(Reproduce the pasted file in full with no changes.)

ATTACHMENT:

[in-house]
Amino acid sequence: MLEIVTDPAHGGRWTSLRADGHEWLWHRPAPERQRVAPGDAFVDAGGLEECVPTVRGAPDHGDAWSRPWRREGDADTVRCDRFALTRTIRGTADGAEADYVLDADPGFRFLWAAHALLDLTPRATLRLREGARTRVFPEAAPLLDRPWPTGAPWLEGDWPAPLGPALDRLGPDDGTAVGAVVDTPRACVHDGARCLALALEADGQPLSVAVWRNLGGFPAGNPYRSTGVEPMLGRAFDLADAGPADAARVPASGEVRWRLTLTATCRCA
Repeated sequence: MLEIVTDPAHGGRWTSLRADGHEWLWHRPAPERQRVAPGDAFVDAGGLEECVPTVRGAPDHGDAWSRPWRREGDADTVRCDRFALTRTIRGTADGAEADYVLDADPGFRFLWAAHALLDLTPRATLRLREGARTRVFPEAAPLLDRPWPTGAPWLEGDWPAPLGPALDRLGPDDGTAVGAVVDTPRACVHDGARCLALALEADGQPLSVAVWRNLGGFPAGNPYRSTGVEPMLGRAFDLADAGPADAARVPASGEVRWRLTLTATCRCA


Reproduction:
[in-house]
Amino acid sequence: MLEIVTDPAHGGRWTSLRADGHEWLWHRPAPERQRVAPGDAFVDAGGLEECVPTVRGAPDHGDAWSRPWRREGDADTVRCDRFALTRTIRGTADGAEADYVLDADPGFRFLWAAHALLDLTPRATLRLREGARTRVFPEAAPLLDRPWPTGAPWLEGDWPAPLGPALDRLGPDDGTAVGAVVDTPRACVHDGARCLALALEADGQPLSVAVWRNLGGFPAGNPYRSTGVEPMLGRAFDLADAGPADAARVPASGEVRWRLTLTATCRCA
Repeated sequence: MLEIVTDPAHGGRWTSLRADGHEWLWHRPAPERQRVAPGDAFVDAGGLEECVPTVRGAPDHGDAWSRPWRREGDADTVRCDRFALTRTIRGTADGAEADYVLDADPGFRFLWAAHALLDLTPRATLRLREGARTRVFPEAAPLLDRPWPTGAPWLEGDWPAPLGPALDRLGPDDGTAVGAVVDTPRACVHDGARCLALALEADGQPLSVAVWRNLGGFPAGNPYRSTGVEPMLGRAFDLADAGPADAARVPASGEVRWRLTLTATCRCA